There are a mish-mash of unsubtle references in Avatar. The Na'vi pander to every 'native' stereotype you can think of, but primarily Native American and African. Even to the point that they refer to themselves as 'The People' rather than 'The First People' as native Americans now do. The tribal leader is performed by Wes Studi, a native American actor, probably best known for his role as Magua in Last of The Mohicans. Meanwhile, having 'schools' in which the human 'Avatars' try to teach the natives our ways, directly parallels our human past with various populations across the globe, from Africa to America. There are numerous examples of such parallels. The accented English used by some of the Na'vi even sounds like what we would consider an insulting cliché when used in old westerns, or B&W Tarzan movies.

Cameron has also crammed in every politically correct reference he can, including the unsubtle use of having his villainous humans come out with statements such as “We will use Shock and Awe” or “Fight terror with terror”.

Perhaps Avatar's biggest problem is its lack of characterisation. None of the actors fare well in this respect, with possibly only Sigourney Weaver (Alien, Ghostbusters, Galaxy Quest, Snow White: A Tale of Terror) retaining some connection, when in human form. Considering their screen time, the lead characters of Jake Sully, played by Sam Worthington (Terminator: Salvation) and Neytiri, played by Zoe Saldana (Star Trek, Pirates of the Caribbean: The Curse of the Black Pearl), are shockingly forgettable and unremarkable. Even the villains are the worst form of cardboard cut-outs. Giovani Ribisi (Sky Captain, Saving Private Ryan) plays the soulless corporate evil, while the Mercenary Commander played by Stephen Lang (A regular 'guest star' actor in numerous TV series) hams it up no-end, coming out with some of the worst dialogue, which is admittedly not his fault. I'm not even sure some of the characters made it to two dimensions. There are no shades of grey in Avatar. The villains are unreasoningly evil without good reason, while the eco-friendly Na'vi appear to be perfect in every way, at one with nature, their world, the animals, the plants... They all even seem to be physically perfect, with nary a short or slightly overweight Na'vi in sight (Perhaps off-screen their species indulge in their own form of eugenics?)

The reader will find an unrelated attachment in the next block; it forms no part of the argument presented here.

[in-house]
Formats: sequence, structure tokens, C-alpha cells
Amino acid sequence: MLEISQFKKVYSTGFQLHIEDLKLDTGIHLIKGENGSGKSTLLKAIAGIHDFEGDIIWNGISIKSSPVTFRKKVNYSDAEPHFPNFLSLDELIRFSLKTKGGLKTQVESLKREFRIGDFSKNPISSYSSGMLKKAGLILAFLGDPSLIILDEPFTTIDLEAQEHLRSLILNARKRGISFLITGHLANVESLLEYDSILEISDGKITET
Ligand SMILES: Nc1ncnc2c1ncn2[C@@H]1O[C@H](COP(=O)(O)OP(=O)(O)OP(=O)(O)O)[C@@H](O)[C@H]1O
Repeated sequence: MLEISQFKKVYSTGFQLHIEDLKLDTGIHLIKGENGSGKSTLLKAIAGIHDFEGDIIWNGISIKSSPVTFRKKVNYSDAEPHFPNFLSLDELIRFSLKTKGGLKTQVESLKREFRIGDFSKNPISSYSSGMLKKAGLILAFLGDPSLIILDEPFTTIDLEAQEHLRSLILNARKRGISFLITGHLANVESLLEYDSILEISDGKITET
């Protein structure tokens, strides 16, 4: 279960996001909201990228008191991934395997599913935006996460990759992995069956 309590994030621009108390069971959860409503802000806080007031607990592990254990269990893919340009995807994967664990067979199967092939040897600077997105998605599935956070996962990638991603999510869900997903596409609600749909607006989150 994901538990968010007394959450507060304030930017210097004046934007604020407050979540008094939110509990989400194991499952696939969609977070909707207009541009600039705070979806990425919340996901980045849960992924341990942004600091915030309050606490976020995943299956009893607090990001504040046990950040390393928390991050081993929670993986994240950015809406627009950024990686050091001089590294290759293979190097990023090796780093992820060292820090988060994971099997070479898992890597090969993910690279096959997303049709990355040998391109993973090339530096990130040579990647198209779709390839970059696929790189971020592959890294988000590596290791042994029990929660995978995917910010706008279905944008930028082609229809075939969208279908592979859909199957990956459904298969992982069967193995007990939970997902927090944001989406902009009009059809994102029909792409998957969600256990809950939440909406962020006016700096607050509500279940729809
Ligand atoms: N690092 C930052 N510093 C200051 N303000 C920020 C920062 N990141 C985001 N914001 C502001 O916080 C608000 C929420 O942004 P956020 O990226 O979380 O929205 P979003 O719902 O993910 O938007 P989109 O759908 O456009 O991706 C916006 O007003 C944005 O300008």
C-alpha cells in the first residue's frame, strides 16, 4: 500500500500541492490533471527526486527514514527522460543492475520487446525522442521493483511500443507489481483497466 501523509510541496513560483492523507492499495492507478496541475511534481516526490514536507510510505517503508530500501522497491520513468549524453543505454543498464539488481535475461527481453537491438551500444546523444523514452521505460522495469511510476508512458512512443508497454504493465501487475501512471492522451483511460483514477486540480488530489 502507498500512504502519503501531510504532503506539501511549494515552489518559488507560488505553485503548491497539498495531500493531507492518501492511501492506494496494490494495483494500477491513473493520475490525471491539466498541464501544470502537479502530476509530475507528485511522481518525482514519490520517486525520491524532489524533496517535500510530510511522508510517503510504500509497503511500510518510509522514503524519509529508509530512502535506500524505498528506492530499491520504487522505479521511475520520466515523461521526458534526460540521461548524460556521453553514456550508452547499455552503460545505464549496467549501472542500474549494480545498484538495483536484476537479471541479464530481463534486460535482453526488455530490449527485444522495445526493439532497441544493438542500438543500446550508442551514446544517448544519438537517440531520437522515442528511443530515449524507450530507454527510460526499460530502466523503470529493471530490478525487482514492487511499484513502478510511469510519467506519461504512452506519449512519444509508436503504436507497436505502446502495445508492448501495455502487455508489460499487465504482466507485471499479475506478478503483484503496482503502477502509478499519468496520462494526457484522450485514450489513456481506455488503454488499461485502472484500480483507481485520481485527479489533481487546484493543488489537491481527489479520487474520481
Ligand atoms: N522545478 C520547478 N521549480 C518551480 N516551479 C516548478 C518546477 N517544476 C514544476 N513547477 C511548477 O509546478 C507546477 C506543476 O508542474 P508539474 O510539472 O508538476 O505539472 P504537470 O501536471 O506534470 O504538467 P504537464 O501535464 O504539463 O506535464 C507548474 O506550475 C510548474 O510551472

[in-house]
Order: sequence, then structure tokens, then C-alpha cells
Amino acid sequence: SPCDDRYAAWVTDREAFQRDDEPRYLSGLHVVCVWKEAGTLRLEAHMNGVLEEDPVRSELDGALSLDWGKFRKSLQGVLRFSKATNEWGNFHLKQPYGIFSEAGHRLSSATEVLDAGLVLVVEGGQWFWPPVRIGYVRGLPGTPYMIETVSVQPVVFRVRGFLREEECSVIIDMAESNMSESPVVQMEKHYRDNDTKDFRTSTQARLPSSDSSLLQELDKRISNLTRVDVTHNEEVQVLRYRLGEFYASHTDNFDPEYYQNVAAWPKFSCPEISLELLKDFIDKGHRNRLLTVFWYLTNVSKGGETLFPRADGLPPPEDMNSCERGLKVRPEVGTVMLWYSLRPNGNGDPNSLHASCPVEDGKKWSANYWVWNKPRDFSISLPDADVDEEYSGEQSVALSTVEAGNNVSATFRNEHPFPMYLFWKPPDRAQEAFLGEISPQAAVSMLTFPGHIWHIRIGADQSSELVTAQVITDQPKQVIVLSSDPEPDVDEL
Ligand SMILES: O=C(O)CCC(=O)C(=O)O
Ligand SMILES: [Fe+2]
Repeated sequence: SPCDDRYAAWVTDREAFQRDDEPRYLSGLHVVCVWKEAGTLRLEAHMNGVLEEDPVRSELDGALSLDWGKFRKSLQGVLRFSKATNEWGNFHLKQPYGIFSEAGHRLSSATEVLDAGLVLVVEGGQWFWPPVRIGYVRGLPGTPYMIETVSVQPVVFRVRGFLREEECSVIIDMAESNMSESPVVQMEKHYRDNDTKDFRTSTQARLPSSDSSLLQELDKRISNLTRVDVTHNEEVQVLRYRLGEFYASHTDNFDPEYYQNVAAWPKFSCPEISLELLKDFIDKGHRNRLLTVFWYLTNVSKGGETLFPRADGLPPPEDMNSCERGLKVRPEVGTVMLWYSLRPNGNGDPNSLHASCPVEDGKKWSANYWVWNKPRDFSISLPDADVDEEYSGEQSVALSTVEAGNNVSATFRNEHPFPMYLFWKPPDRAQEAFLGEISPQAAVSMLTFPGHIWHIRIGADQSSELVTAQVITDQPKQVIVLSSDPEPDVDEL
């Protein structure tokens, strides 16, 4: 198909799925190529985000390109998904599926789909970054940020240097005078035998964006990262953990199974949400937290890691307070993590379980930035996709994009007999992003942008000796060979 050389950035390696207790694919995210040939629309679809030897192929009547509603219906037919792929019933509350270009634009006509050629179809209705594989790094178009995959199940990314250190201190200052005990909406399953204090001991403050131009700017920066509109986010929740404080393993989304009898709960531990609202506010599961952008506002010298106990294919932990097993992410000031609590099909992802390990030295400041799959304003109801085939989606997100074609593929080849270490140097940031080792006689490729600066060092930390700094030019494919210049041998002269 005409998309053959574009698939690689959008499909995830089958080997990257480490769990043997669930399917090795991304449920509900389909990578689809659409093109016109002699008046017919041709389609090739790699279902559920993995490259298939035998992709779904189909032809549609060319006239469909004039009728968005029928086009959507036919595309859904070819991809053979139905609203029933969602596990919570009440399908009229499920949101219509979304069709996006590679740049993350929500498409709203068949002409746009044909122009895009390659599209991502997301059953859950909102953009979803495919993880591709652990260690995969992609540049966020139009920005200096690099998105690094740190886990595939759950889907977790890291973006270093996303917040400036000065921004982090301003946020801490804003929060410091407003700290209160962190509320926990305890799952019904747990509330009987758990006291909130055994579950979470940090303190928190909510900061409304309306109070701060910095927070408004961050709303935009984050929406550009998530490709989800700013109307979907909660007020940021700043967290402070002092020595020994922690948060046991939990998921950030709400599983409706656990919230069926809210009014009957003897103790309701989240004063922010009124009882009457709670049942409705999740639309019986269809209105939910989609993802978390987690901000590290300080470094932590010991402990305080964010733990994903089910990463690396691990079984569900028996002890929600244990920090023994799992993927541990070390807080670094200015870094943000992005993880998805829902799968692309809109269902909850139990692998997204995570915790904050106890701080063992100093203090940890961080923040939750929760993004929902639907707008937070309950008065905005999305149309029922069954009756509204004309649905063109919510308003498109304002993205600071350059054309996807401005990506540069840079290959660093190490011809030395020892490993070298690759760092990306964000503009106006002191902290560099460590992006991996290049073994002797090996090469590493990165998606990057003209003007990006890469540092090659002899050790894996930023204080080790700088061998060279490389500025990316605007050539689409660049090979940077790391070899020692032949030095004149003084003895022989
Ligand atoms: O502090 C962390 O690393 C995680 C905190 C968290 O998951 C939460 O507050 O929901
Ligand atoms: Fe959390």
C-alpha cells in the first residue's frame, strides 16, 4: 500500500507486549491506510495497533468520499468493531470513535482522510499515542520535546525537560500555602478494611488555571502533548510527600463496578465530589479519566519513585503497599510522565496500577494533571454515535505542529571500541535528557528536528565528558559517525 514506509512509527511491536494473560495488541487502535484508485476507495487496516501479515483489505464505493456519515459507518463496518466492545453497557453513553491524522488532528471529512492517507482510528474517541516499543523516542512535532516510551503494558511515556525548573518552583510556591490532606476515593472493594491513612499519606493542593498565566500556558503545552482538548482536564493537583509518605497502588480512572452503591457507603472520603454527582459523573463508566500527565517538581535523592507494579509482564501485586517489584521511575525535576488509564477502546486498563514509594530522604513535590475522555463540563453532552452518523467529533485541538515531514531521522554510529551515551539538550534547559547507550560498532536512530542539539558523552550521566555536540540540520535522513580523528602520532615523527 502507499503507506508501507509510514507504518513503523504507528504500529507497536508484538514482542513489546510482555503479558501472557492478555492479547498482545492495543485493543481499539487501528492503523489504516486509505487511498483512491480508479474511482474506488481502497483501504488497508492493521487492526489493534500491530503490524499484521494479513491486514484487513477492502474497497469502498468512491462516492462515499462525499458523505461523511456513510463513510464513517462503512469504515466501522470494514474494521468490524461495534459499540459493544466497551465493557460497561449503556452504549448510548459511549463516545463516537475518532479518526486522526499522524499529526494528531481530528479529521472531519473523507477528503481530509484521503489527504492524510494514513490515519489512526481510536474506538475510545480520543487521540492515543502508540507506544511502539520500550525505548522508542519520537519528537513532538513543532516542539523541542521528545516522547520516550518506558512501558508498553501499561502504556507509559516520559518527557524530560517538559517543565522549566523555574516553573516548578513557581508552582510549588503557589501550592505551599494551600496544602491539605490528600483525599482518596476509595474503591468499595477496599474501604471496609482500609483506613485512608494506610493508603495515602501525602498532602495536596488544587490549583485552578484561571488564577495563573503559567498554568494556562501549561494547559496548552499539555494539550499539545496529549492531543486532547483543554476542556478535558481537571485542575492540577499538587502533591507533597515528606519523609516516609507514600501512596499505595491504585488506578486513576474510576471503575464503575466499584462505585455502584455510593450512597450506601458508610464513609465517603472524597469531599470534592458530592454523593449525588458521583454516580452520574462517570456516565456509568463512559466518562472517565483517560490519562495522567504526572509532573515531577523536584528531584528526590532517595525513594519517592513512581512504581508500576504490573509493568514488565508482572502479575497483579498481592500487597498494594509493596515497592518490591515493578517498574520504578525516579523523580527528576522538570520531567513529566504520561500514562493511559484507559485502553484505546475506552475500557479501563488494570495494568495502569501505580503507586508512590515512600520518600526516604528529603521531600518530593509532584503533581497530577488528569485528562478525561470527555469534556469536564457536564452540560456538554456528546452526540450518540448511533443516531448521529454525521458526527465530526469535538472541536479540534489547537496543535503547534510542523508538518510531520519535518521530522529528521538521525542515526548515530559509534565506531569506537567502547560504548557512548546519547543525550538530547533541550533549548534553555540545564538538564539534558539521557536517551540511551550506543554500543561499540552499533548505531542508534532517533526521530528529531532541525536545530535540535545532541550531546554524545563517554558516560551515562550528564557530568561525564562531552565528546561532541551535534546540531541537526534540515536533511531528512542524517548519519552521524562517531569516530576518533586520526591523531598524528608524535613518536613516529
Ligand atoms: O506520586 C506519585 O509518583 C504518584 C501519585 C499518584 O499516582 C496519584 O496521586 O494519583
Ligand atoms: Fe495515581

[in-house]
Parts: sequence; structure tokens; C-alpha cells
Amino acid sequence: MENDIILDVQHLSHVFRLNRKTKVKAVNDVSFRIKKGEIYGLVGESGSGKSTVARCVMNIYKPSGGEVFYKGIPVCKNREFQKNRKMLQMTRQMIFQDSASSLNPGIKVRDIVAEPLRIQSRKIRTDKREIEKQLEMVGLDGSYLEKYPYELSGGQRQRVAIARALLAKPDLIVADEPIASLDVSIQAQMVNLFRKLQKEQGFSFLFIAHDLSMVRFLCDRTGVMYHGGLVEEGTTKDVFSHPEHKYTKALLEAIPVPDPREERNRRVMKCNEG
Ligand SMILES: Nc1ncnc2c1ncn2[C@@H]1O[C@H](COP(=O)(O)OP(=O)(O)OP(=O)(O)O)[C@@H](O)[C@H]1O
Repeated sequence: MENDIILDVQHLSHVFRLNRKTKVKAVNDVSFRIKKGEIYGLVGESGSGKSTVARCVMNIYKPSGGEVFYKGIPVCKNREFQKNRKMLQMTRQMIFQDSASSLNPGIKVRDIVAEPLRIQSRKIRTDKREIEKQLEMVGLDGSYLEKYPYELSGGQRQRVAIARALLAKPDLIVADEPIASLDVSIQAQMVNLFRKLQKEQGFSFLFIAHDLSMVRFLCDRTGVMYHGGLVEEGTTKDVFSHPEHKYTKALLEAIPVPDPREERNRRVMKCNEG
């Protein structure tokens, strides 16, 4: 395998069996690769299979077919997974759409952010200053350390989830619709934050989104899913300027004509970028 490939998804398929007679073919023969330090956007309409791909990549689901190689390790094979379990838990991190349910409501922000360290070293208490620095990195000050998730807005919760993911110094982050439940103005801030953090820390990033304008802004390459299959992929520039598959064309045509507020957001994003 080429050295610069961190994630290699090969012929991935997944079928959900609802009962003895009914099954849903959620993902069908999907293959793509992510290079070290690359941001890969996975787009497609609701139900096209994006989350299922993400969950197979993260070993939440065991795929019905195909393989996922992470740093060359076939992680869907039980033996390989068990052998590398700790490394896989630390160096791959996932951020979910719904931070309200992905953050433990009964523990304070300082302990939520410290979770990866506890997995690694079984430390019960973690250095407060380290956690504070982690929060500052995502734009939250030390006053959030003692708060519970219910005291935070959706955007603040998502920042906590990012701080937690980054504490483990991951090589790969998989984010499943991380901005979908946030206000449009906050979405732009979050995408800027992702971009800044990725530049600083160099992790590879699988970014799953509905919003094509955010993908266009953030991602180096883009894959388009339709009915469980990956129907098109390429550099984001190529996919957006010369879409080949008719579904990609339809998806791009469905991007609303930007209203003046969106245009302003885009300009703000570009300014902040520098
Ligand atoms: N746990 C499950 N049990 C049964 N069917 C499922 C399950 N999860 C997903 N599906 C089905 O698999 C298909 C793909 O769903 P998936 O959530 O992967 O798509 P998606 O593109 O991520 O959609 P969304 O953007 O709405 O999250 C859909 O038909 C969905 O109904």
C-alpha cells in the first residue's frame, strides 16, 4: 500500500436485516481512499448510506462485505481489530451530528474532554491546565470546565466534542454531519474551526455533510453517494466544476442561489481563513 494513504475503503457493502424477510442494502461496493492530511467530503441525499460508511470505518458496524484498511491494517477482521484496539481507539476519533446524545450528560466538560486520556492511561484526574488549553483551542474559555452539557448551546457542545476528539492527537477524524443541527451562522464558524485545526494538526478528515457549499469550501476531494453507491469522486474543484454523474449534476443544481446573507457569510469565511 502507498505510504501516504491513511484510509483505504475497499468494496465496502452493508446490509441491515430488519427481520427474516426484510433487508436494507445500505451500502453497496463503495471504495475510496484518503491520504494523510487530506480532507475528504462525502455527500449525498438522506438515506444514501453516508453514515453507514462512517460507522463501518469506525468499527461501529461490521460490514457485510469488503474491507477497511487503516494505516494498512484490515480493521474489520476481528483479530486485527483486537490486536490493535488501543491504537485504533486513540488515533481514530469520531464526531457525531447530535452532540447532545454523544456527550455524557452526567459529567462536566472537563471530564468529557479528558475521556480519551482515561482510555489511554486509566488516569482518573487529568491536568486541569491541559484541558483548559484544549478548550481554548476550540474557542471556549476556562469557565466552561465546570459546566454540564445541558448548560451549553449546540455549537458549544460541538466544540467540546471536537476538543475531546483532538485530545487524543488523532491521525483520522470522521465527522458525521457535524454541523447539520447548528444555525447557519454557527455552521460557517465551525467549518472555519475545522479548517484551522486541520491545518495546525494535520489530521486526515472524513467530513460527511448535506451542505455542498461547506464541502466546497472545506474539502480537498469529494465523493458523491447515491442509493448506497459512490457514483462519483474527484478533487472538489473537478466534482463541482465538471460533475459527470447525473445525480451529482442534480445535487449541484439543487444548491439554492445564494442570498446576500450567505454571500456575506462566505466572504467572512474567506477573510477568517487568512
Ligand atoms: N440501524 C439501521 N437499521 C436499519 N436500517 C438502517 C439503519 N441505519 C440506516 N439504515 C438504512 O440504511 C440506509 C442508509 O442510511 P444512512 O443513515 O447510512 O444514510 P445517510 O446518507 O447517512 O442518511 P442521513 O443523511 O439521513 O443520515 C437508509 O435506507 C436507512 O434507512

Make no mistake, Cameron is having a good old bash at the now-extinct Bush administration, right through to good ol' Vietnam. As well as trying to tell us all to give up the evils of technology and go be one with Gaia (Sorry, Aywa, the Na'vi equivalent) by hugging a tree. Never mind the fact that he has spent absurdly huge sums of money and used the latest cutting edge technology to create this film. In fact, the whole movie feels as though Cameron has become so in love with showing off what the technology and his new techniques can do, that he almost completely forgot about the non-visual aspects of the film altogether.

Avatar is an enjoyable enough experience for one viewing, but it has to be seen in 3D on the big screen. If you see it any other way, I think you'll miss out on everything positive about the film. In all honesty, I can't think of any other reasons to recommend Avatar, other than the 3D and the special effects. There certainly aren't any characters or story that make me want to re-visit this alien world.